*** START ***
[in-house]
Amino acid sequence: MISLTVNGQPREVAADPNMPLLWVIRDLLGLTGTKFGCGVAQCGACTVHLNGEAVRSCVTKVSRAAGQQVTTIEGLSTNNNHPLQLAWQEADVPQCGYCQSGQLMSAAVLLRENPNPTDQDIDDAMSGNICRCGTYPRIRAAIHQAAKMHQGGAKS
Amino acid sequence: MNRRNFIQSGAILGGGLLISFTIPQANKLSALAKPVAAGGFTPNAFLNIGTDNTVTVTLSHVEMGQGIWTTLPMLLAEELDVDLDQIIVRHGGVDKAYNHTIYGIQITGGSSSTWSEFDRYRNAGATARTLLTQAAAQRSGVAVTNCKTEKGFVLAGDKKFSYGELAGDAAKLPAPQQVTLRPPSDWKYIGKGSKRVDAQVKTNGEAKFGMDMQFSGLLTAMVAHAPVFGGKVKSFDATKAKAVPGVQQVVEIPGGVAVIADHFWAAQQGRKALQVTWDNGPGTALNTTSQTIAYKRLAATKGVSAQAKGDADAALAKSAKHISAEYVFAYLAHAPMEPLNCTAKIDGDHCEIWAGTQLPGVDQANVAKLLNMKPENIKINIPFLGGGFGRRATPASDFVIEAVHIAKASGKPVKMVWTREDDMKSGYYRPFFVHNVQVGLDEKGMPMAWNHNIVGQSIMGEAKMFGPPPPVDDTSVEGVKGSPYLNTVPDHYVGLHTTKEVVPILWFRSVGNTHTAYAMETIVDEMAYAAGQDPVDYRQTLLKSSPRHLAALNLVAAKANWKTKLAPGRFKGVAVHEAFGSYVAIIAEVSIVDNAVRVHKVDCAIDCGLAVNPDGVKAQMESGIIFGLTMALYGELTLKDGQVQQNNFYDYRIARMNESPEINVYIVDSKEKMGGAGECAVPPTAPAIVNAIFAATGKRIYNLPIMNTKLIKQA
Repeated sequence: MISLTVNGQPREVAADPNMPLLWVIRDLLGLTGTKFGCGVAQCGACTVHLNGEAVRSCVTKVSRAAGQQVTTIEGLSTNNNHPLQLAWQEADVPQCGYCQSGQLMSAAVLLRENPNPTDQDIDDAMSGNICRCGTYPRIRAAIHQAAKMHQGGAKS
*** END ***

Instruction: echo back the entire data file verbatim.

[in-house]
Amino acid sequence: MISLTVNGQPREVAADPNMPLLWVIRDLLGLTGTKFGCGVAQCGACTVHLNGEAVRSCVTKVSRAAGQQVTTIEGLSTNNNHPLQLAWQEADVPQCGYCQSGQLMSAAVLLRENPNPTDQDIDDAMSGNICRCGTYPRIRAAIHQAAKMHQGGAKS
Amino acid sequence: MNRRNFIQSGAILGGGLLISFTIPQANKLSALAKPVAAGGFTPNAFLNIGTDNTVTVTLSHVEMGQGIWTTLPMLLAEELDVDLDQIIVRHGGVDKAYNHTIYGIQITGGSSSTWSEFDRYRNAGATARTLLTQAAAQRSGVAVTNCKTEKGFVLAGDKKFSYGELAGDAAKLPAPQQVTLRPPSDWKYIGKGSKRVDAQVKTNGEAKFGMDMQFSGLLTAMVAHAPVFGGKVKSFDATKAKAVPGVQQVVEIPGGVAVIADHFWAAQQGRKALQVTWDNGPGTALNTTSQTIAYKRLAATKGVSAQAKGDADAALAKSAKHISAEYVFAYLAHAPMEPLNCTAKIDGDHCEIWAGTQLPGVDQANVAKLLNMKPENIKINIPFLGGGFGRRATPASDFVIEAVHIAKASGKPVKMVWTREDDMKSGYYRPFFVHNVQVGLDEKGMPMAWNHNIVGQSIMGEAKMFGPPPPVDDTSVEGVKGSPYLNTVPDHYVGLHTTKEVVPILWFRSVGNTHTAYAMETIVDEMAYAAGQDPVDYRQTLLKSSPRHLAALNLVAAKANWKTKLAPGRFKGVAVHEAFGSYVAIIAEVSIVDNAVRVHKVDCAIDCGLAVNPDGVKAQMESGIIFGLTMALYGELTLKDGQVQQNNFYDYRIARMNESPEINVYIVDSKEKMGGAGECAVPPTAPAIVNAIFAATGKRIYNLPIMNTKLIKQA
Repeated sequence: MISLTVNGQPREVAADPNMPLLWVIRDLLGLTGTKFGCGVAQCGACTVHLNGEAVRSCVTKVSRAAGQQVTTIEGLSTNNNHPLQLAWQEADVPQCGYCQSGQLMSAAVLLRENPNPTDQDIDDAMSGNICRCGTYPRIRAAIHQAAKMHQGGAKS